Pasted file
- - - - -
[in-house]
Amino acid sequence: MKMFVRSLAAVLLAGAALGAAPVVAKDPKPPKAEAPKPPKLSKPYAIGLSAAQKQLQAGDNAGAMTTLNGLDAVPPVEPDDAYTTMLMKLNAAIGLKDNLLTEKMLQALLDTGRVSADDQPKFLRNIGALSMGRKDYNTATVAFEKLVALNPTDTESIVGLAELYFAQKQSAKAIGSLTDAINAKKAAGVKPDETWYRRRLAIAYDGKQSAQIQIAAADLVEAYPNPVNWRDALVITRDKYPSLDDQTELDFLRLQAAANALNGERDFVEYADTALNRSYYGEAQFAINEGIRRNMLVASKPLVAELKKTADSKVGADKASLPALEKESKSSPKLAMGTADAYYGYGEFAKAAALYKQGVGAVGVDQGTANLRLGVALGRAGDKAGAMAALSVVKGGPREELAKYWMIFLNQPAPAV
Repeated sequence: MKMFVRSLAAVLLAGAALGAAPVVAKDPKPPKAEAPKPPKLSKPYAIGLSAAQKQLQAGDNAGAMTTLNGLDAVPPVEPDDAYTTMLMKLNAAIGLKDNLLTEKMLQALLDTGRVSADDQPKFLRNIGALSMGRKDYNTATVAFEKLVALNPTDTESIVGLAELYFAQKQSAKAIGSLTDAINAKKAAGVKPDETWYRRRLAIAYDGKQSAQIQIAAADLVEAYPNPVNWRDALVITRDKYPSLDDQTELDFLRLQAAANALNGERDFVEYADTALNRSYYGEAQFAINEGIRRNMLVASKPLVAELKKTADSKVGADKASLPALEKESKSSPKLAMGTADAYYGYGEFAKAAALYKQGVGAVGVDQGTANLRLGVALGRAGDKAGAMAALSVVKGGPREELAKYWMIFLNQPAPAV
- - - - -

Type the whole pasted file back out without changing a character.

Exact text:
[in-house]
Amino acid sequence: MKMFVRSLAAVLLAGAALGAAPVVAKDPKPPKAEAPKPPKLSKPYAIGLSAAQKQLQAGDNAGAMTTLNGLDAVPPVEPDDAYTTMLMKLNAAIGLKDNLLTEKMLQALLDTGRVSADDQPKFLRNIGALSMGRKDYNTATVAFEKLVALNPTDTESIVGLAELYFAQKQSAKAIGSLTDAINAKKAAGVKPDETWYRRRLAIAYDGKQSAQIQIAAADLVEAYPNPVNWRDALVITRDKYPSLDDQTELDFLRLQAAANALNGERDFVEYADTALNRSYYGEAQFAINEGIRRNMLVASKPLVAELKKTADSKVGADKASLPALEKESKSSPKLAMGTADAYYGYGEFAKAAALYKQGVGAVGVDQGTANLRLGVALGRAGDKAGAMAALSVVKGGPREELAKYWMIFLNQPAPAV
Repeated sequence: MKMFVRSLAAVLLAGAALGAAPVVAKDPKPPKAEAPKPPKLSKPYAIGLSAAQKQLQAGDNAGAMTTLNGLDAVPPVEPDDAYTTMLMKLNAAIGLKDNLLTEKMLQALLDTGRVSADDQPKFLRNIGALSMGRKDYNTATVAFEKLVALNPTDTESIVGLAELYFAQKQSAKAIGSLTDAINAKKAAGVKPDETWYRRRLAIAYDGKQSAQIQIAAADLVEAYPNPVNWRDALVITRDKYPSLDDQTELDFLRLQAAANALNGERDFVEYADTALNRSYYGEAQFAINEGIRRNMLVASKPLVAELKKTADSKVGADKASLPALEKESKSSPKLAMGTADAYYGYGEFAKAAALYKQGVGAVGVDQGTANLRLGVALGRAGDKAGAMAALSVVKGGPREELAKYWMIFLNQPAPAV